cout << "Welcome to MyBank ATM" << endl;
cout << "Your Friend in the Market" << endl;
cout << "\$\$\$\$\$\$\$\$\$\$\$\$\$\$\$\$\$\$\$\$\$\$\$\$\$\$\$\$\$\$\$\$\$\$\$\$\$\$\$\$\$\$\$\$\$\$\$\$\$\$\$\$\$\$\$\$\$\$\n" << endl;
cout << "Exiting. Good bye!" << endl;

return 0;
}

```

Your program as it stands only supports a single deposit. You need to add the value the user enters, not just hang onto it forever.

Hope this helps.

### #19 Switters

Reputation: 12
• Posts: 66
• Joined: 03-June 12

## Re: Infinite loop in while function

Posted 18 June 2012 - 06:02 AM

DaneAU, on 18 June 2012 - 12:11 AM, said:

You would use a break in a loop that is infinite or you allow the user to opt out at some point.

```int x = -1;
do {
cout << "Enter Number\n0 to Exit: " << endl;
cin >> x;

if(x < 0)
cout << "Negative Value" << endl;
else if (x > 0)
cout << "Positive Value" << endl;
else   // the only other condition is zero
break;
} while (true);

```

It still seems to me that you are introducing an explicit command when the logic should be doing it's job in setting the flow of control for the loop. I don't doubt that your version "works," my point is that you can always construct the loop conditions in such a way that you don't need to explicitly instruct the program to pass flow of control outside of the loop.

```const int undesirable_X = 0;

int x = -1;
while (x != undesirable_X)
{
cout << "Enter Number\n0 to Exit: " << endl;
cin >> x;

if(x < 0)
cout << "Negative Value" << endl;
else if (x > 0)
cout << "Positive Value" << endl;
}

```

### #20 DaneAU

• Great::Southern::Land

Reputation: 278
• Posts: 1,588
• Joined: 15-May 08

## Re: Infinite loop in while function

Posted 18 June 2012 - 06:55 AM

Yes introducing an explicit command, well the thing is especially when using if-else is what actually gets looked at.

Condsider a program with 3 options posted here, it makes logical sense in most aspects to have a menu type else-if block, however what happens should you wish to add more values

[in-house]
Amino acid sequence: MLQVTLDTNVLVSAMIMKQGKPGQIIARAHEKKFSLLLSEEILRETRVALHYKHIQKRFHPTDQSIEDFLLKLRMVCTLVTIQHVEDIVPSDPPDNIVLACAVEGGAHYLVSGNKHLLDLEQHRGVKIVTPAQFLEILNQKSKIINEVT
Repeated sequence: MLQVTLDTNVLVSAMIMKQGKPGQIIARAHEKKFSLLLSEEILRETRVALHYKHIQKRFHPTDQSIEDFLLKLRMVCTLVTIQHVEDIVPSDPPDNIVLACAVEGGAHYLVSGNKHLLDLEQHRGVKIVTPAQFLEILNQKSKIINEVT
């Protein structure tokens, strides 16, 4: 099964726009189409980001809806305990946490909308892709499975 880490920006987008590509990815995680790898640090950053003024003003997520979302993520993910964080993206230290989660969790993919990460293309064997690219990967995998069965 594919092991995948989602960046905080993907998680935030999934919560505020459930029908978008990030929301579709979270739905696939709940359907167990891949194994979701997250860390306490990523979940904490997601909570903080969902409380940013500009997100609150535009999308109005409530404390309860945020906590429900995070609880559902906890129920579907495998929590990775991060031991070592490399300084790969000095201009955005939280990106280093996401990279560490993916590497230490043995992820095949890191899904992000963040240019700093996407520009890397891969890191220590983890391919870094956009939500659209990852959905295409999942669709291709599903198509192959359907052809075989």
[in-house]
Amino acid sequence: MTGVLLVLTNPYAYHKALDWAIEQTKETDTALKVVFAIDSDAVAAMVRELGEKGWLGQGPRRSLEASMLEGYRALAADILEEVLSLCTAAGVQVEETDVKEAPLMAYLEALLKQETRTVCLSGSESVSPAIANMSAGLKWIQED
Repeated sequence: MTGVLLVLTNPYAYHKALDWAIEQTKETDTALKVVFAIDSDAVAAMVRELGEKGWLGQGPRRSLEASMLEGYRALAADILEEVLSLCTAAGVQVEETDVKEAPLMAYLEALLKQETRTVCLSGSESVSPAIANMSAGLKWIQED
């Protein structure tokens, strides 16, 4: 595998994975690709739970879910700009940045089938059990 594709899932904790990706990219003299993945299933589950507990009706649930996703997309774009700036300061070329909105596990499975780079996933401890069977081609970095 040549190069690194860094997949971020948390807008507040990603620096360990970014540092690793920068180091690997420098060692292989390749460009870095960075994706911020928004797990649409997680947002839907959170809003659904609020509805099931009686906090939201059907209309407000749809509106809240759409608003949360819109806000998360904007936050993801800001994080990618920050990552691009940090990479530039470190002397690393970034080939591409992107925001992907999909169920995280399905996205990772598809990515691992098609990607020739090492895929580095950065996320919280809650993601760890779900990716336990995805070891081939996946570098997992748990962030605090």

```int x = -1;

while(true)
{
if(x == 1) // something
else if(x == 2) // something
else // something
}
```

The way you have it you would need to check for a specific value
```x = -1;

while (x != 0) {
if(x == 1) // soemething
else if(x == 2) // something
else if(x == 0) // something
else // something
}
```

Using a break statement stops any further comparisons being executed, infact the comparison should be done first and the loop terminated immediately.
```x = -1;

while(true)
{
if(x == 0) break;
else if(x == 1) // do something
else if(x == 2) // do something
else // do something
}
```

Of course that assumes zero to be a determinate to exit some loop for which your program performs an operation.

Consider the flip side, if for instance you wish to add more complex comparators, perhaps ones where a lengthy operation is performed to determine some value... And in turn you utilise the loop.

```x = 1;

while(true)
{
if(x == 0) break;
else if (doMassiveLengthyAlgorithm(x*100) == 1) // do soemthing else
else // something else
}
```

In this case the algorithm may take time to complete, and you may imagine for instance that there would be a heavy overhead if the break was not undertaking on the first comparison to terminate the loop and prevent unwarranted operations occurring.

### #21 Switters

Reputation: 12
• Posts: 66
• Joined: 03-June 12

## Re: Infinite loop in while function

Posted 18 June 2012 - 07:09 AM

Good point, I had not thought if it in those terms. Thanks for taking the time to explain.

### #22 busyme12srv

Reputation: -5
• Posts: 44
• Joined: 18-June 12

## Re: Infinite loop in while function

Posted 25 June 2012 - 03:56 AM

Instead of while(x=1) it should be while(x==1) // use comparison operator